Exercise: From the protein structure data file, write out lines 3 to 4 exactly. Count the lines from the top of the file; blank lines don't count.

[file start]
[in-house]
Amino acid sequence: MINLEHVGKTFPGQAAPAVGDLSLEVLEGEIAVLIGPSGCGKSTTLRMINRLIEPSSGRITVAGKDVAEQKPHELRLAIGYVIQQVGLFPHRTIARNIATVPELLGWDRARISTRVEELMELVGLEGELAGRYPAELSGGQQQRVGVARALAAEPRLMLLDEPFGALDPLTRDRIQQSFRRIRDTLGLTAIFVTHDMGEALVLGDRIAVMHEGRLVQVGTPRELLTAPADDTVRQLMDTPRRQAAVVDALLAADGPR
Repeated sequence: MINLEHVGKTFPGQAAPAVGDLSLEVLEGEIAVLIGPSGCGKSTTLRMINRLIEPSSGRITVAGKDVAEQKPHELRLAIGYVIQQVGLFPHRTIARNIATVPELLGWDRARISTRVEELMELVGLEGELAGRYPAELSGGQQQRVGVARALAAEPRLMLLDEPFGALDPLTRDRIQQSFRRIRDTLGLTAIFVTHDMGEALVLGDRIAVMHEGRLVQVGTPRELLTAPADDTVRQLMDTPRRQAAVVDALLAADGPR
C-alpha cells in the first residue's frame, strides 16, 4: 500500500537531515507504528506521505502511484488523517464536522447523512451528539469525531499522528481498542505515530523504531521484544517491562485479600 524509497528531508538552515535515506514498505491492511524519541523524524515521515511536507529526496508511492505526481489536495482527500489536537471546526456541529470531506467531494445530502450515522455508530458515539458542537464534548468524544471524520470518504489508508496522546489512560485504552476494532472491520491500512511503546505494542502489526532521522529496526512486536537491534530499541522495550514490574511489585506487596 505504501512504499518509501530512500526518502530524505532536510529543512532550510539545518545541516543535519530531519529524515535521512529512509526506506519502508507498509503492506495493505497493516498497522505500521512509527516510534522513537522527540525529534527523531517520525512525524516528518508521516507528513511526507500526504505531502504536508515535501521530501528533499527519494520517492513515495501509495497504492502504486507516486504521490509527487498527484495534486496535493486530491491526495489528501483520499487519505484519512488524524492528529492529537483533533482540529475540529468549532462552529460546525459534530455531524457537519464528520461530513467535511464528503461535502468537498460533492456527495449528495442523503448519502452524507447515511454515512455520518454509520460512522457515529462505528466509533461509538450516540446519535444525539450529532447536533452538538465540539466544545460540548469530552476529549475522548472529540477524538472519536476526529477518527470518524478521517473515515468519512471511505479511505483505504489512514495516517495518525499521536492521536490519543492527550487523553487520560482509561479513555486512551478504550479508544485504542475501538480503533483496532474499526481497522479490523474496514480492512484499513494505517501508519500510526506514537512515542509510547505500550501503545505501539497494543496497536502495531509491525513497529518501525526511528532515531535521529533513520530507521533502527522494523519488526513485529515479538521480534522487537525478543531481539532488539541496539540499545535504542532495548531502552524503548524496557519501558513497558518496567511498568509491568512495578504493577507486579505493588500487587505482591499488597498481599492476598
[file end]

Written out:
Repeated sequence: MINLEHVGKTFPGQAAPAVGDLSLEVLEGEIAVLIGPSGCGKSTTLRMINRLIEPSSGRITVAGKDVAEQKPHELRLAIGYVIQQVGLFPHRTIARNIATVPELLGWDRARISTRVEELMELVGLEGELAGRYPAELSGGQQQRVGVARALAAEPRLMLLDEPFGALDPLTRDRIQQSFRRIRDTLGLTAIFVTHDMGEALVLGDRIAVMHEGRLVQVGTPRELLTAPADDTVRQLMDTPRRQAAVVDALLAADGPR
C-alpha cells in the first residue's frame, strides 16, 4: 500500500537531515507504528506521505502511484488523517464536522447523512451528539469525531499522528481498542505515530523504531521484544517491562485479600 524509497528531508538552515535515506514498505491492511524519541523524524515521515511536507529526496508511492505526481489536495482527500489536537471546526456541529470531506467531494445530502450515522455508530458515539458542537464534548468524544471524520470518504489508508496522546489512560485504552476494532472491520491500512511503546505494542502489526532521522529496526512486536537491534530499541522495550514490574511489585506487596 505504501512504499518509501530512500526518502530524505532536510529543512532550510539545518545541516543535519530531519529524515535521512529512509526506506519502508507498509503492506495493505497493516498497522505500521512509527516510534522513537522527540525529534527523531517520525512525524516528518508521516507528513511526507500526504505531502504536508515535501521530501528533499527519494520517492513515495501509495497504492502504486507516486504521490509527487498527484495534486496535493486530491491526495489528501483520499487519505484519512488524524492528529492529537483533533482540529475540529468549532462552529460546525459534530455531524457537519464528520461530513467535511464528503461535502468537498460533492456527495449528495442523503448519502452524507447515511454515512455520518454509520460512522457515529462505528466509533461509538450516540446519535444525539450529532447536533452538538465540539466544545460540548469530552476529549475522548472529540477524538472519536476526529477518527470518524478521517473515515468519512471511505479511505483505504489512514495516517495518525499521536492521536490519543492527550487523553487520560482509561479513555486512551478504550479508544485504542475501538480503533483496532474499526481497522479490523474496514480492512484499513494505517501508519500510526506514537512515542509510547505500550501503545505501539497494543496497536502495531509491525513497529518501525526511528532515531535521529533513520530507521533502527522494523519488526513485529515479538521480534522487537525478543531481539532488539541496539540499545535504542532495548531502552524503548524496557519501558513497558518496567511498568509491568512495578504493577507486579505493588500487587505482591499488597498481599492476598